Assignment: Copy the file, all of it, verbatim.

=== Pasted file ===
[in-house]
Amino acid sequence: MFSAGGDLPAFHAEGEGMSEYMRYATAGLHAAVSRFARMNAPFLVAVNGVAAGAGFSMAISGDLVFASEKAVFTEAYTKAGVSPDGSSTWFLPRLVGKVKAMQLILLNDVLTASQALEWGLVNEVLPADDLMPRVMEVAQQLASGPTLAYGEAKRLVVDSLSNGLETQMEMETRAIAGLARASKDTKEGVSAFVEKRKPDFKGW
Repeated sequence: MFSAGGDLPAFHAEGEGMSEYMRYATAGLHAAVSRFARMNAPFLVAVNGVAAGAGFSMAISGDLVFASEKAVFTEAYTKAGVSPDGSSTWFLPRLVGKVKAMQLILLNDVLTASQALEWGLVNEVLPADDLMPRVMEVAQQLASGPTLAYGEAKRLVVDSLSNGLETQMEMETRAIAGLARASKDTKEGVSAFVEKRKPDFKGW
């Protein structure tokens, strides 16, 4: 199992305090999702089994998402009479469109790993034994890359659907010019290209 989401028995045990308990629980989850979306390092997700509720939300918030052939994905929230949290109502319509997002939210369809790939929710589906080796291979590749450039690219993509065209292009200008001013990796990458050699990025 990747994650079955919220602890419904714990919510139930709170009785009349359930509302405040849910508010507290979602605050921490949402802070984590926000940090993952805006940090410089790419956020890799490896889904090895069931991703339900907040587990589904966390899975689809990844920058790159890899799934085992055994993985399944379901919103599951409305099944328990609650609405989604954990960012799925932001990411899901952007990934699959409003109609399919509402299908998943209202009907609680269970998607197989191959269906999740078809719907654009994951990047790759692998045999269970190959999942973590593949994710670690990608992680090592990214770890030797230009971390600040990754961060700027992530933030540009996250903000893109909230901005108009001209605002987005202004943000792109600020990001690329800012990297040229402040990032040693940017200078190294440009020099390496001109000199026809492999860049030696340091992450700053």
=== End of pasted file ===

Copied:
[in-house]
Amino acid sequence: MFSAGGDLPAFHAEGEGMSEYMRYATAGLHAAVSRFARMNAPFLVAVNGVAAGAGFSMAISGDLVFASEKAVFTEAYTKAGVSPDGSSTWFLPRLVGKVKAMQLILLNDVLTASQALEWGLVNEVLPADDLMPRVMEVAQQLASGPTLAYGEAKRLVVDSLSNGLETQMEMETRAIAGLARASKDTKEGVSAFVEKRKPDFKGW
Repeated sequence: MFSAGGDLPAFHAEGEGMSEYMRYATAGLHAAVSRFARMNAPFLVAVNGVAAGAGFSMAISGDLVFASEKAVFTEAYTKAGVSPDGSSTWFLPRLVGKVKAMQLILLNDVLTASQALEWGLVNEVLPADDLMPRVMEVAQQLASGPTLAYGEAKRLVVDSLSNGLETQMEMETRAIAGLARASKDTKEGVSAFVEKRKPDFKGW
């Protein structure tokens, strides 16, 4: 199992305090999702089994998402009479469109790993034994890359659907010019290209 989401028995045990308990629980989850979306390092997700509720939300918030052939994905929230949290109502319509997002939210369809790939929710589906080796291979590749450039690219993509065209292009200008001013990796990458050699990025 990747994650079955919220602890419904714990919510139930709170009785009349359930509302405040849910508010507290979602605050921490949402802070984590926000940090993952805006940090410089790419956020890799490896889904090895069931991703339900907040587990589904966390899975689809990844920058790159890899799934085992055994993985399944379901919103599951409305099944328990609650609405989604954990960012799925932001990411899901952007990934699959409003109609399919509402299908998943209202009907609680269970998607197989191959269906999740078809719907654009994951990047790759692998045999269970190959999942973590593949994710670690990608992680090592990214770890030797230009971390600040990754961060700027992530933030540009996250903000893109909230901005108009001209605002987005202004943000792109600020990001690329800012990297040229402040990032040693940017200078190294440009020099390496001109000199026809492999860049030696340091992450700053």